Chili pepper plants have been about for hundreds of thousands of years and have been believed to be one of the earliest cultivated plants. Hot sauce can be traced back to the earliest members of civilization. Hot sauce cultivation clues have become apparent in in archaeological digs studying the Aztecs. It is assumed that they began cultivating them before 3,500 B.C. Analyzing Aztec history shows that the Aztecs not only used hot sauce for flavor, but they used it for medicinal purposes as well.

Beginning in the early 1800’s, hot sauces begin the appear in the modern world.

In Massachusetts in 1807, bottled cayenne sauces began to appear and become popular.

Between the years of 1840 and 1860, McCollick & Company in New York City made Bird Pepper sauce by cultivating wild chiles.

In 1859, Edmund McIlhenny began to farm chilies until the civil war forced him out of the job.

In 1877, Willian Railton advertised a type of exotic hot sauce with medicinal benefits, leading to a boom in attraction to hot sauce.

In 1849, Louisiana banker Colonel Maunsell White grew the first recorded crop of Tabasco chiles. Also in 1849, Perrins Worestershire Sauce was imported into the United States of America.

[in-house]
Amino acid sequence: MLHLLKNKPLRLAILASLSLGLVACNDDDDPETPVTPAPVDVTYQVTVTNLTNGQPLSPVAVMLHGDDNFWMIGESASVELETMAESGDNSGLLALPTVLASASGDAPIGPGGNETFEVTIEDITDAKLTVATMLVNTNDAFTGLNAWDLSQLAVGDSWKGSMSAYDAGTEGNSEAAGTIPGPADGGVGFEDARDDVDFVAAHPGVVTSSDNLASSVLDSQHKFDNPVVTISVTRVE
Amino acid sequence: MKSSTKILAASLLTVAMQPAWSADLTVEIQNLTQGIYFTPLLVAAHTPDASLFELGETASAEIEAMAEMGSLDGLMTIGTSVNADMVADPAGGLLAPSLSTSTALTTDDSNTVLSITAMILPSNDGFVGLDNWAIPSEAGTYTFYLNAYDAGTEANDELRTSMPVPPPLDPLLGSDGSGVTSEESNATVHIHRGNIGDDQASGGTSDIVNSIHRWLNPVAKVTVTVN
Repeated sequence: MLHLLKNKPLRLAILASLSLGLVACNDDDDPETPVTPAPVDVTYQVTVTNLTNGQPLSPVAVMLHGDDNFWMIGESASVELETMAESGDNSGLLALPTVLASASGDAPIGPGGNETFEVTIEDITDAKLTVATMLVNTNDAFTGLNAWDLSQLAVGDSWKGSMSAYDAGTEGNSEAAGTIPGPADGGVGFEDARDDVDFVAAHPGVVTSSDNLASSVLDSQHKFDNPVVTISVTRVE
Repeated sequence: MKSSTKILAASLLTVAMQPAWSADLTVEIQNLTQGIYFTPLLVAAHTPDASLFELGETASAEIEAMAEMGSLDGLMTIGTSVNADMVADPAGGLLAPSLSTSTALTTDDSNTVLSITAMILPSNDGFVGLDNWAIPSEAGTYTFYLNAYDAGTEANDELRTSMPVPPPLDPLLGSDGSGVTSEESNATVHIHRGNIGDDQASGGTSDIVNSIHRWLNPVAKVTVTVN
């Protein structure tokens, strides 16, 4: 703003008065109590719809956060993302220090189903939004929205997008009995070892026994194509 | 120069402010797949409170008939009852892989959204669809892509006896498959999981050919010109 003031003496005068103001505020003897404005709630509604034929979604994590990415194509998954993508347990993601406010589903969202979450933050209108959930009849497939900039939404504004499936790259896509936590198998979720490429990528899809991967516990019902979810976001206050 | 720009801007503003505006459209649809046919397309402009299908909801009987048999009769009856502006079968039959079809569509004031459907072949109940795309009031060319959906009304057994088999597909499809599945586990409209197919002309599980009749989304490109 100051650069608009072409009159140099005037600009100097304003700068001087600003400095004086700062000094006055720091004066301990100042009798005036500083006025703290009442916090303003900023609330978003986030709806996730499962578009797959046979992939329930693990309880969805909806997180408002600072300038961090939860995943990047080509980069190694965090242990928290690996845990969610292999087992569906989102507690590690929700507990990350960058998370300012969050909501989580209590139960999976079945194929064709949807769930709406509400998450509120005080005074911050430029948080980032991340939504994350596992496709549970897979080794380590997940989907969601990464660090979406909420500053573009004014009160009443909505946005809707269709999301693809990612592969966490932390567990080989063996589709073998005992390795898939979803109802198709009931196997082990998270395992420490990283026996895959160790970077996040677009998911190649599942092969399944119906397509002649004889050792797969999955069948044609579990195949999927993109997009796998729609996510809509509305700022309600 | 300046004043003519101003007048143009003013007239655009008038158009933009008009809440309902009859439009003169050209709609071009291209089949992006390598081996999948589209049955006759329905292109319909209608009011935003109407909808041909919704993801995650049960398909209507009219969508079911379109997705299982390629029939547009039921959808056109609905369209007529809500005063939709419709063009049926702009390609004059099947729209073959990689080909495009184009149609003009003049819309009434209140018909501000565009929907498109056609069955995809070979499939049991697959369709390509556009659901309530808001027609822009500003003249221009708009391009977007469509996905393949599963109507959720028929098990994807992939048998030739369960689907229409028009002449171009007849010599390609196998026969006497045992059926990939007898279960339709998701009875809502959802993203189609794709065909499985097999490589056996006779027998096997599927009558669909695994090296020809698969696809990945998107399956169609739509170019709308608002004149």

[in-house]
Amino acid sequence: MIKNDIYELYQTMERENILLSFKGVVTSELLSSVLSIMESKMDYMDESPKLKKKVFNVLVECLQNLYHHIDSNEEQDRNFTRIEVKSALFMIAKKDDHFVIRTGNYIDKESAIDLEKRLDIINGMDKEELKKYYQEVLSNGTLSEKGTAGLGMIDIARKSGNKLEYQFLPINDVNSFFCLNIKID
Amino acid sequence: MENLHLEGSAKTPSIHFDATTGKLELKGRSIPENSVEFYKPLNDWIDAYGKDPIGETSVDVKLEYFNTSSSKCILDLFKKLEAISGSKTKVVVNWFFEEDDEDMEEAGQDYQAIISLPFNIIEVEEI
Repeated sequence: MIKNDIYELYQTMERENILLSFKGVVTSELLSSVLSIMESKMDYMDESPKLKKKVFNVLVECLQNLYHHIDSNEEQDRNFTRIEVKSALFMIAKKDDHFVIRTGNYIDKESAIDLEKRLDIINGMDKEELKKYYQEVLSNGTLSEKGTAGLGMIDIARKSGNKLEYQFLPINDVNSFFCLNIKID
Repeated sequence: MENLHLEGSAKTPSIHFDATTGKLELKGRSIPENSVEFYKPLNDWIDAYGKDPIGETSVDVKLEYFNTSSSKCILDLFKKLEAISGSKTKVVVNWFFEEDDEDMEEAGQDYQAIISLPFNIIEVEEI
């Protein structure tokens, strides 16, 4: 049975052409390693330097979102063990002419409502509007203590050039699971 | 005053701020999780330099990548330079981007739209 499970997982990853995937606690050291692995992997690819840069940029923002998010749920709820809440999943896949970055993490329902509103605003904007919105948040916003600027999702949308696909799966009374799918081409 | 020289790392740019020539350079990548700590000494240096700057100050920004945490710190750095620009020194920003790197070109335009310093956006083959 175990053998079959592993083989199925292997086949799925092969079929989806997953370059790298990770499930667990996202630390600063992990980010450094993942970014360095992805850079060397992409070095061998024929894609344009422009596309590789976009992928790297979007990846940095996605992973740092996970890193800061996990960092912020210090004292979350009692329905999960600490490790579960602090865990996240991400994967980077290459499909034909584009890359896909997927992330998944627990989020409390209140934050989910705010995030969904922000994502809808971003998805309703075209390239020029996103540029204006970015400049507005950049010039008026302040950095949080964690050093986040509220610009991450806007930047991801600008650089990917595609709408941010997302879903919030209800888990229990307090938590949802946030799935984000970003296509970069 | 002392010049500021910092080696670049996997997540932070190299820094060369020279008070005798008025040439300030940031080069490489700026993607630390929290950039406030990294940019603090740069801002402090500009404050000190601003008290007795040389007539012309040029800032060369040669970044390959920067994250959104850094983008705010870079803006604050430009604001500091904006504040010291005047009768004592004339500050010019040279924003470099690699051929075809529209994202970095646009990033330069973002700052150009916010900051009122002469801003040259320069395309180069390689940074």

In 1912, the Scoville Unit creates a test to measure the hotness of particular hot sauces. Here, they discovered that bell peppers have a range of 0-100 Scoville Units while a Habanero pepper has about 300,000 Scoville units.

Between 1918 and 1928, manufacturing hot sauce became increasingly popular, but the industry didn’t thrive as well as it could have because of the impact of The Great Depression.

In 1957, Colonel White manufactures and produces Tabasco hot sauce.

In 1980, the El Paso Chile company began to experiment with new hot sauce ideas by adding cilantro and prickly pear cactus juice. 1980 was the start for many big hot sauce names such as: Panola, Franks, and Montezuma

In 1992, Salsa replaced Ketchup as the United States of America’s top condiment.

In 1994, Pace and Old El Paso began to control half the market for Mexican hot sauces in the United States of America.

Hot sauce has a long history of popularity and health benefits. Throughout time, people learned to cultivate hot peppers and turn them into healthy hot sauce for everyones enjoyment, and the hot sauce industry has boomed over the years, bringing in billions of dollars to hot sauce companies. In every restaurant, there’s usually a hot sauce bottle on the table. In every fridge, there’s usually multiple bottles of hot sauce in the condiment area.